As I cut into a pale, pink tenderloin from a grass-fed cow, my Thai friend Pim aired her discontent.
"These days, people work for the cows in Thailand, rather than the other way around." Pim is a vegetarian, and she wasn't feeling very good that day. But it wasn't the beef that was bothering her.
For the past 18 months Pim had been working with Hmong refugees from Laos, who had sought shelter in northeastern Thailand. The night before my cooking lesson, these Hmong were abruptly sent back to Laos, over the Friendship Bridge that spans the Mekong River two miles away. They were repatriated as dawn broke. That morning in Nong Khai many people were angry, afraid, and confused. So Pim and I didn't discuss what had happened. Instead, I sliced a slab of cool meat into strips, and listened.
"The other day I was going to work and I saw a man pull over into a field. He took out his machete, and started to cut the grass, piling it in the back of his pickup truck. When I passed by a few hours later, he was still there, still cutting, covered in sweat. I asked him what he was doing, and he told me was getting food for his cow. In the old days in Isaan, cows would work for us, plowing the fields and keeping back the grass, and when they got old we would we eat them. Now we bring grass to them."
As I massaged pepper, garlic, and salt into the meat, I turned over the idea of the slaving farmer in my head. Of the privileged cow on my cutting board. I thought about the convoy of Hmong refugees being returned under darkness, over that bridge down the road. It was a gloomy day in Nong Khai.
But the mood began to lighten as we cooked. First, my hosts A-Nong and Thew helped me assemble a dish of grilled beef with jiim jeow, a dipping sauce. At the previous evening's market, the women had asked if I wanted to cook the dish, and my enthusiasm surprised them. That's because jim jeow is made from chilies, herbs, garlic, and the digestive juices of a cow.
"Other Thais ask why we put shit in our food," Pim said, with a mixture of amusement and resentment. "Maybe it's because we're bitter people." She smiled. "We like bile." Most Isaan Thais are of Lao ancestry and were forcefully relocated to this region two centuries ago. That history, and the cultural assimilation that followed, still hangs in the air. And in the food, for that matter.
But the jim jeow tasted much better than it sounds—scented with lemongrass and ripe with spice. And at the end there was something reminiscent of barnyards—a grassy taste that balanced the brittle heat of the chilies. Farmers might work for their cows these days, but at least they're using all that the animals offer.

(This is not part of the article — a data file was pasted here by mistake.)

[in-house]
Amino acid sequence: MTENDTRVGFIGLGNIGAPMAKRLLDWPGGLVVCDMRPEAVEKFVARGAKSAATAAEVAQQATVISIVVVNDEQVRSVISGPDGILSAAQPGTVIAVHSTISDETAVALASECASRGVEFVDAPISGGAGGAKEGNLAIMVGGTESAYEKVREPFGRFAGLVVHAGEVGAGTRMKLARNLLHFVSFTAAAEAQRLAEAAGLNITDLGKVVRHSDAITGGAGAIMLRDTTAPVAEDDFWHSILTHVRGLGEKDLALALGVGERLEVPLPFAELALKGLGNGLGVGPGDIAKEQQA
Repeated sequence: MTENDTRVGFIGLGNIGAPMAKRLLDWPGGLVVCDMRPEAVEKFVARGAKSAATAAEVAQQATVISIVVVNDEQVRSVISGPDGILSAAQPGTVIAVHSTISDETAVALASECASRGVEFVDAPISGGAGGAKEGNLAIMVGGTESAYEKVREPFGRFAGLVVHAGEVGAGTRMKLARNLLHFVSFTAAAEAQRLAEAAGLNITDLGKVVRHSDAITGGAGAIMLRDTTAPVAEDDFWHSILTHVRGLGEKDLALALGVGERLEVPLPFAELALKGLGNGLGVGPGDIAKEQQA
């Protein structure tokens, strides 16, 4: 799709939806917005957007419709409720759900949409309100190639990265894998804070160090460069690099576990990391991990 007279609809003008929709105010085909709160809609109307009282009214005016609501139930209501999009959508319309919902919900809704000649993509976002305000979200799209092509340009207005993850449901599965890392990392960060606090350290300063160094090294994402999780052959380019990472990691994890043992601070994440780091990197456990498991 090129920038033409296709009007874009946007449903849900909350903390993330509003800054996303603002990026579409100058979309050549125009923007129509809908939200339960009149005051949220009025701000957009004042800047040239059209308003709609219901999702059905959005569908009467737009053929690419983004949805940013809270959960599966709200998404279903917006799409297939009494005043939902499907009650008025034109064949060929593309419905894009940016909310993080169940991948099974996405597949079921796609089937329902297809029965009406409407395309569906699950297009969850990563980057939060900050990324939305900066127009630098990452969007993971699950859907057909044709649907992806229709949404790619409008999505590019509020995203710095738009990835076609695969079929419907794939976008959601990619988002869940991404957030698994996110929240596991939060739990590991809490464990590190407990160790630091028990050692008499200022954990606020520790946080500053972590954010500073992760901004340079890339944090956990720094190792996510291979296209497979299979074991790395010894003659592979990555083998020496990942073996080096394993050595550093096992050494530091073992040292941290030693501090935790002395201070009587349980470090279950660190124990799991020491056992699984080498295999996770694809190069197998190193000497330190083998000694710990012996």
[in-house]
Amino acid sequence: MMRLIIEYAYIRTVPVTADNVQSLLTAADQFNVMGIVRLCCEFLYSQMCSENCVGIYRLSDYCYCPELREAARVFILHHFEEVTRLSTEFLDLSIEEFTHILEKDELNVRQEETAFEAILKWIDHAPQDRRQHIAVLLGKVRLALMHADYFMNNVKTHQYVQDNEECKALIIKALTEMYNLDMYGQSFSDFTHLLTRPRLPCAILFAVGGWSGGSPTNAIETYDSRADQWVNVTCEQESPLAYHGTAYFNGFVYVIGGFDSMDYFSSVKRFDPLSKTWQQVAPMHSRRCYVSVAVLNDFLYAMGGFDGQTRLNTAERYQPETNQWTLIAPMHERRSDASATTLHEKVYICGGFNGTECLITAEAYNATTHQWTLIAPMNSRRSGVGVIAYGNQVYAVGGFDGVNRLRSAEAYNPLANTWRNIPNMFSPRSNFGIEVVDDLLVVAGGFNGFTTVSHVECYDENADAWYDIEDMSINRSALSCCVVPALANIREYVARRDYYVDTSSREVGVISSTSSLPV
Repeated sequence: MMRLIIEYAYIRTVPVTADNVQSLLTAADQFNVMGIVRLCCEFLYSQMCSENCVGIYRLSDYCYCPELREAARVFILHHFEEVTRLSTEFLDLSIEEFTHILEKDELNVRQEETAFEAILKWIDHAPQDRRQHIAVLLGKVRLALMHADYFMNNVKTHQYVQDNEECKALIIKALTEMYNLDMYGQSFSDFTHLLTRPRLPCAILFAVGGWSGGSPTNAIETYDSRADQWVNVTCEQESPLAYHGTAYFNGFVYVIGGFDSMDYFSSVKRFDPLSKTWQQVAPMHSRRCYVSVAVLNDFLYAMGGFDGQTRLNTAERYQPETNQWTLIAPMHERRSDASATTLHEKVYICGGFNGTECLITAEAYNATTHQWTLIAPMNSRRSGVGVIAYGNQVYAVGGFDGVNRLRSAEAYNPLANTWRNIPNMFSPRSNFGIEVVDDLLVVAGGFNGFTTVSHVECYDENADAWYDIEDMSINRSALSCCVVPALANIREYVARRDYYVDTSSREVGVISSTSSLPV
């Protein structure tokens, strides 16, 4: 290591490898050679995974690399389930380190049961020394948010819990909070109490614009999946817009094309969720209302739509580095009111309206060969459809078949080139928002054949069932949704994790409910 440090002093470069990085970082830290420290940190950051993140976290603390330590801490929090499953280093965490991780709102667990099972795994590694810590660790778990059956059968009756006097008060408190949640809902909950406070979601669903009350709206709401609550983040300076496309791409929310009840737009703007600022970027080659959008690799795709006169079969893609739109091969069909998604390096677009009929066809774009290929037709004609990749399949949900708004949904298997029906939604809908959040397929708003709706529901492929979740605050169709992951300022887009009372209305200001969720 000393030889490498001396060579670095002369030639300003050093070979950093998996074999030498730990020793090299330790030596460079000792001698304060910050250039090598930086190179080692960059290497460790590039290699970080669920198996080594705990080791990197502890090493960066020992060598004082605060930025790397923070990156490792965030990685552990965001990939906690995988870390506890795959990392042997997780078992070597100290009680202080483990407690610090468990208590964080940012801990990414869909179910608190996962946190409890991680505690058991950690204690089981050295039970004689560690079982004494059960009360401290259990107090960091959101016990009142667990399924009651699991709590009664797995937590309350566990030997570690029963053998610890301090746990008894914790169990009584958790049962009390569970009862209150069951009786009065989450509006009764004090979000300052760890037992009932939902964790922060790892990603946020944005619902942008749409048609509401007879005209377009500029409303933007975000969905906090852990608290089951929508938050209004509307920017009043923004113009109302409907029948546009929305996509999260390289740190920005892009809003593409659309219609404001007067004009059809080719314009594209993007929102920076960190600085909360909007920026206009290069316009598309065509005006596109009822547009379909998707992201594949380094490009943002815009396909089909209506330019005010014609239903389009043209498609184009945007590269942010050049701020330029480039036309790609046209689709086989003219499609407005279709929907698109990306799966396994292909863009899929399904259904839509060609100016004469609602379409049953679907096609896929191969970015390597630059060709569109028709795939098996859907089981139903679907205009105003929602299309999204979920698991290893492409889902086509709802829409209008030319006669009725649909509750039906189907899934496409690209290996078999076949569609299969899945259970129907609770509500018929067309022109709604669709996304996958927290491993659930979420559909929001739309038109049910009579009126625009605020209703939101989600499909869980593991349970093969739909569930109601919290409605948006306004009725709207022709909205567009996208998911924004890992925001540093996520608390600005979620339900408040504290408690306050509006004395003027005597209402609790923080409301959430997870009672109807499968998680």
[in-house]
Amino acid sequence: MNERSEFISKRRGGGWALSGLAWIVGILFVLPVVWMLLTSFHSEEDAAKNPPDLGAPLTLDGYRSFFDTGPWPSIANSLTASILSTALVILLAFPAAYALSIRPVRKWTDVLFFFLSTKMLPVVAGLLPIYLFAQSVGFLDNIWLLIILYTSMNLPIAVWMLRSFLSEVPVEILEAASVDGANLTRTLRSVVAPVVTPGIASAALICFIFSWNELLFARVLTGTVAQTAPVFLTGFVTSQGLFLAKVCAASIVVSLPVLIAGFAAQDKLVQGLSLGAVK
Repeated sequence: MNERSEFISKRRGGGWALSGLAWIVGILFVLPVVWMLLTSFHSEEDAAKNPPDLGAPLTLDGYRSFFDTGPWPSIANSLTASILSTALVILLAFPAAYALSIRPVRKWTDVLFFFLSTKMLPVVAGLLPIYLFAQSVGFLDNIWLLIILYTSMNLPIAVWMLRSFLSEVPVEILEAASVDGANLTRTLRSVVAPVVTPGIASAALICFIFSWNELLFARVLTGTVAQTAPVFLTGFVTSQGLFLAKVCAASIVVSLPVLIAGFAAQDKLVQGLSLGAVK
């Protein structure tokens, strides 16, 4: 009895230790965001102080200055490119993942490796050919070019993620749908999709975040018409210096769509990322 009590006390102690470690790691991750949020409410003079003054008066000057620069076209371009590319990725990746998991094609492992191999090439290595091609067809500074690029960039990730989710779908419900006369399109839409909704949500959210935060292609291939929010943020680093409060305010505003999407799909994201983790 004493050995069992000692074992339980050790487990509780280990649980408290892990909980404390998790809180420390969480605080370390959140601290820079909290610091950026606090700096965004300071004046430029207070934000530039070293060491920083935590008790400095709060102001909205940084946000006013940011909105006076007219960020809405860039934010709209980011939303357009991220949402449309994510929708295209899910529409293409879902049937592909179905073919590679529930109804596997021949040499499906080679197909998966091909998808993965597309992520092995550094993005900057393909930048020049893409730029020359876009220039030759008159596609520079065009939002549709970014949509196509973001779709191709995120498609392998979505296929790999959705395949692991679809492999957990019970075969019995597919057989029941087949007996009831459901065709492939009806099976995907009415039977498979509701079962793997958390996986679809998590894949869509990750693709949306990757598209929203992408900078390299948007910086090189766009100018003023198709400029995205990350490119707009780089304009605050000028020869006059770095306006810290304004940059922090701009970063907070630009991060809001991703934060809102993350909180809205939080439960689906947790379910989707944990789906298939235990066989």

My favorite thing that afternoon was a thin curry called gaeng om. The dish is as pure an expression of Isaan produce as I've cooked, and one can easily imagine sitting around a fire in the forest a hundred years ago, eating gaeng om made from foraged herbs and wild game. It's a sort of jungle stew.
It began with a paste of lemongrass, shallots, chilies, and garlic, mixed with small bits of meat. We used beef, but any meat would work, and wild boar or venison would be exceptional. The mixture was fried in oil, to release the flavors of the herbs and brown the beef.
After that, we added about a cup of stock (water is also fine), fish sauce (use the freshwater, fermented kind if you're after true authenticity), kaffir lime leaves, crisp apple eggplants, and a startling amount of dill and lemon-scented basil. Cooks can add as much liquid as they like, as the dish ranges from a thin soup to a thick stew. Every home has a different recipe.
As we cooked in the family's house, Thew's two-year-old daughter, Lily, was watching a cartoon of ghosts dancing in the darkness. I was distracted by the bizarre looking creatures—heads attached to dangling digestive tracts. "Piiii Hiew!"—hungry ghosts!—they sang, and Lily laughed.
When we stopped to eat the gaeng om, the video began again. My friend Pim explained it to me as she picked the eggplants from our stew. "If you are greedy, and you never share your food, someday you'll end up being a Pi Preat," she said earnestly. "A Pi Preat is a ghost as tall as a coconut tree, but his mouth can only swallow one grain of rice at a time. He moves through the night, howling for food, and is never full. There's nothing worse than that."
Then we passed around a basket of sticky rice, and ate the gaeng om. It tasted slightly bitter, and strangely delicious.